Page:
A New Tradition Page 2
95 — By Diane M. Byrne — December 2000
A New Tradition
|Part 2: High Cotton continued|
Another specific desire was a good turn of speed while enjoying extended cruising in warm climates. Considering her 241/2-knot top speed, High Cotton is well suited to making a day out of island-hopping. It's a testament to her semiplaning hull, which is solid FRP below the waterline and incorporates a 131/2-degree deadrise aft. At 20 knots and with 3,500 gallons of fuel, High Cotton realizes a 720-NM range; scaled back to 12 knots, she sees her range increase to 1,600 NM. And her 5'4" draft lets the Hirsches anchor close to shore when exploring their favorite southern latitude getaways.
The Hirsches discovered that Hargrave Custom Yachts upholds Jack Hargrave's dictum that style must evolve from smart, practical engineering. The 16-inch-wide, walkaround side decks are clear of ankle-bashing obstructions like cleats; such hardware is instead mounted outboard. The side decks, in turn, have safety rails at about hip height on most adults. Doors to each side of the house near the pilothouse give High Cotton a balanced look, but more important, they let the crew quickly access lines for docking. Stowage for fenders lies in the cockpit sole, and additional horizontal stowage areas extend deep into the superstructure to each side on the aft deck.
The classic exterior styling is paired with an equally handsome interior designed by Interiors by Shelly with input from the Hirsches. High-gloss sapelli mahogany paneling envelops most areas (it's satin-finished in the starboard-side foyer leading from the saloon to the galley), while camphor burl creates a nice contrast on counters. The prevailing wisdom that dark woods close in a room, especially onboard a "small" megayacht, doesn't apply here, thanks to the 20-foot beam and 6'8" headroom (seven-foot in the crew cabin that's tucked in the bow).
The most beautiful joinery lies in the saloon/dining area. Just forward of the dining table is a "feature wall"--really three sole-to-overhead closets for the wine locker, dishware, and linens--covered with sapelli mahogany panels arranged so their grains form diamond patterns. The design was conceived by Shelly Higgins, head of Interiors by Shelly, and also incorporates columns flanking each section.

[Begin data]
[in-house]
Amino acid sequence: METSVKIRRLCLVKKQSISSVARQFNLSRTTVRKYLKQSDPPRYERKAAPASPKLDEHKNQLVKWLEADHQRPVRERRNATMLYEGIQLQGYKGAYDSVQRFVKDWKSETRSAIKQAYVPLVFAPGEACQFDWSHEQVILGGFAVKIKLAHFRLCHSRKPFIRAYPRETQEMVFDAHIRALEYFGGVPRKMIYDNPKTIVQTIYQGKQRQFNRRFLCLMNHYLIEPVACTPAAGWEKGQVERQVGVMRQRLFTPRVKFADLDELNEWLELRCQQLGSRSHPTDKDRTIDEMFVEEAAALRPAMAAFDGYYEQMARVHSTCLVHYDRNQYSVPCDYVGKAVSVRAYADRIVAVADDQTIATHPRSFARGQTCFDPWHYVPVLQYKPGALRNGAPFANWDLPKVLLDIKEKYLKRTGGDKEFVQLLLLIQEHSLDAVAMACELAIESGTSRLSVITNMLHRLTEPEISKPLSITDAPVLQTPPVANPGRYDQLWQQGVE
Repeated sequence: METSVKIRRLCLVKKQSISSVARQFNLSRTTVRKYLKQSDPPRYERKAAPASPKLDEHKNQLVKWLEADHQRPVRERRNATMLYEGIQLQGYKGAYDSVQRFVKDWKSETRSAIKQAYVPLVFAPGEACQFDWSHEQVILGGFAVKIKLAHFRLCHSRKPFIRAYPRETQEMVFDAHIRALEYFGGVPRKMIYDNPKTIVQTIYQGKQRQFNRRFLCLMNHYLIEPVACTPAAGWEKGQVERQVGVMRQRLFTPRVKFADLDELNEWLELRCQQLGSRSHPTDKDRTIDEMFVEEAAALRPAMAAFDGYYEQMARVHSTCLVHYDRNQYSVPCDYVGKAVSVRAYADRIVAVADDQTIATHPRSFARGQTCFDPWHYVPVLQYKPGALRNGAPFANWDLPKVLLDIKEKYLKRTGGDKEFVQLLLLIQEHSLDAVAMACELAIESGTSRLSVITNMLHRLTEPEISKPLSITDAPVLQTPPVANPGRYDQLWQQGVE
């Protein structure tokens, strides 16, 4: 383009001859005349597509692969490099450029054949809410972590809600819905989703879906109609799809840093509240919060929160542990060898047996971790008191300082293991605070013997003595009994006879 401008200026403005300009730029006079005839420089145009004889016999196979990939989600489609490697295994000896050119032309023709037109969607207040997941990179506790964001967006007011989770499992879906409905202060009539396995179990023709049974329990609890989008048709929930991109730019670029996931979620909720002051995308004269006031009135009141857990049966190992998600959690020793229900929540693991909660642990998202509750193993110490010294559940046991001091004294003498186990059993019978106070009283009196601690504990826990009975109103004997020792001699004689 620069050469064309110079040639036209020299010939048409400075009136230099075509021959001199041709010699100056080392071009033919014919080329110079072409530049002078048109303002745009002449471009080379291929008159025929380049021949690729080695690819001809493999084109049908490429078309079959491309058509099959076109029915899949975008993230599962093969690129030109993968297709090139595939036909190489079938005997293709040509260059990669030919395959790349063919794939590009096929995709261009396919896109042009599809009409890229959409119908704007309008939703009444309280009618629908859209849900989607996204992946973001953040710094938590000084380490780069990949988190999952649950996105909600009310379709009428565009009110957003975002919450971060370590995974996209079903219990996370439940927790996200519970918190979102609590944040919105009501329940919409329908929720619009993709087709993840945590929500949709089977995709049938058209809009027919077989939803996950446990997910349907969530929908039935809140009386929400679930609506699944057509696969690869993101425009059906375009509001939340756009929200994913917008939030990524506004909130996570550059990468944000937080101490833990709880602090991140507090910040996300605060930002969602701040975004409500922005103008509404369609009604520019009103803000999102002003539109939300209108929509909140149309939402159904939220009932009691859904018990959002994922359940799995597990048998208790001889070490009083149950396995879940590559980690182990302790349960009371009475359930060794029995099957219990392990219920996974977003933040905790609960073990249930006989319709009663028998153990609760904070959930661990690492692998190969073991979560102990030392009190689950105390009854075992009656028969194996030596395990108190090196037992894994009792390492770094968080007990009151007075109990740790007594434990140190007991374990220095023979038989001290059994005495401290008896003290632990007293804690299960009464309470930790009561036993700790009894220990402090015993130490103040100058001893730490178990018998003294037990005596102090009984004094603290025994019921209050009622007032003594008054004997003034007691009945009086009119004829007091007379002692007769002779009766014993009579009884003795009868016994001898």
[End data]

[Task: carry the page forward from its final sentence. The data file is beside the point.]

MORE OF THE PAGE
There's more beautiful woodwork in the starboard foyer leading to the galley, although you'd never see it upon initial inspection. That's because it takes the form of a pocket door/gate fashioned like an intricate iron gate found on prewar-building elevators. The gate prevents the Hirsches' pets and grandchildren from tumbling down the stairs to the staterooms; a similar, smaller gate blocks the stairs in the galley to the crew stateroom.
The "feature wall" is repeated below decks in the VIP stateroom, which is forward off a foyer that yields access to two other guest staterooms as well as the master suite. A pop-up vanity plus his-and-her closets are crafted of the high-gloss wood, and shoji screens soften light coming from the ports. The other two guest staterooms (each containing a Pullman berth plus twins that convert to queen berths) also feature rich mahogany and shoji screens, as does the master stateroom, although it has less wood, using leather for covering bulkheads.
To ensure that the master, just forward of the engine room, would permit the Hirsches a good night's sleep, Hargrave Custom Yachts employed double insulation in the machinery space plus a third layer of insulation within the master stateroom's bulkhead. And to enable the crew and mechanics to work efficiently in the engine room, all pumps and valves are clearly labeled. Wiring runs are bundled within fiberglass races that have evenly spaced "windows" to reveal color coding. There is abundant room above each Caterpillar powerplant, and a shelf at about eye-level along the forward bulkhead groups together air-conditioning compressors. A Delta T ventilation system removes moisture from the air as it enters the machinery space.
Given High Cotton's bottom line of a little more than $3.2 million, it's obvious that Hargrave Custom Yachts is focused on building a competitively priced yacht with practical standard features and tailor-made touches. The Hirsches feel they got this and more. "I think we not only built a boat, we built a relationship that we are very fond of and happy we have," says Etta Rae. "Very true," Henry adds. That's the kind of customer satisfaction that would have made Jack Hargrave proud.
Hargrave Custom Yachts Phone: (954) 463-0555. Fax: (954) 463-8621. www.hargrave-usa.com.
This article originally appeared in the January 2003 issue of Power & Motoryacht magazine.